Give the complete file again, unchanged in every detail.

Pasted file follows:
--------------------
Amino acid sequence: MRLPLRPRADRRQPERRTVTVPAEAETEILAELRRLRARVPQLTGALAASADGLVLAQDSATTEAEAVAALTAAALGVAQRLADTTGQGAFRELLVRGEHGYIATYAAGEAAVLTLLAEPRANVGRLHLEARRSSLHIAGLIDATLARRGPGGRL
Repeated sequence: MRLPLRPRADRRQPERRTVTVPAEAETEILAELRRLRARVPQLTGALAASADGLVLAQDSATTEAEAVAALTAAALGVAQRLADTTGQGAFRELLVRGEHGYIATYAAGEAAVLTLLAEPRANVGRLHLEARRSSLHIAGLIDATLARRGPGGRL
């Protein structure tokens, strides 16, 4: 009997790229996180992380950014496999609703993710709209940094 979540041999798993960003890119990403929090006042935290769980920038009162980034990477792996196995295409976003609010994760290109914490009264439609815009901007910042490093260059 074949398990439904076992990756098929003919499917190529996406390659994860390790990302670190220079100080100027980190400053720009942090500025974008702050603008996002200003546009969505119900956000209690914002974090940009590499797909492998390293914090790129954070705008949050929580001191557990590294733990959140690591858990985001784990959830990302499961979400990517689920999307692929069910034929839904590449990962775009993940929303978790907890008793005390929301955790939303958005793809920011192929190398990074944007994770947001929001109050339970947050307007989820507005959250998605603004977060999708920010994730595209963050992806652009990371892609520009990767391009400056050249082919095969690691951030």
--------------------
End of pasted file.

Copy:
Amino acid sequence: MRLPLRPRADRRQPERRTVTVPAEAETEILAELRRLRARVPQLTGALAASADGLVLAQDSATTEAEAVAALTAAALGVAQRLADTTGQGAFRELLVRGEHGYIATYAAGEAAVLTLLAEPRANVGRLHLEARRSSLHIAGLIDATLARRGPGGRL
Repeated sequence: MRLPLRPRADRRQPERRTVTVPAEAETEILAELRRLRARVPQLTGALAASADGLVLAQDSATTEAEAVAALTAAALGVAQRLADTTGQGAFRELLVRGEHGYIATYAAGEAAVLTLLAEPRANVGRLHLEARRSSLHIAGLIDATLARRGPGGRL
């Protein structure tokens, strides 16, 4: 009997790229996180992380950014496999609703993710709209940094 979540041999798993960003890119990403929090006042935290769980920038009162980034990477792996196995295409976003609010994760290109914490009264439609815009901007910042490093260059 074949398990439904076992990756098929003919499917190529996406390659994860390790990302670190220079100080100027980190400053720009942090500025974008702050603008996002200003546009969505119900956000209690914002974090940009590499797909492998390293914090790129954070705008949050929580001191557990590294733990959140690591858990985001784990959830990302499961979400990517689920999307692929069910034929839904590449990962775009993940929303978790907890008793005390929301955790939303958005793809920011192929190398990074944007994770947001929001109050339970947050307007989820507005959250998605603004977060999708920010994730595209963050992806652009990371892609520009990767391009400056050249082919095969690691951030």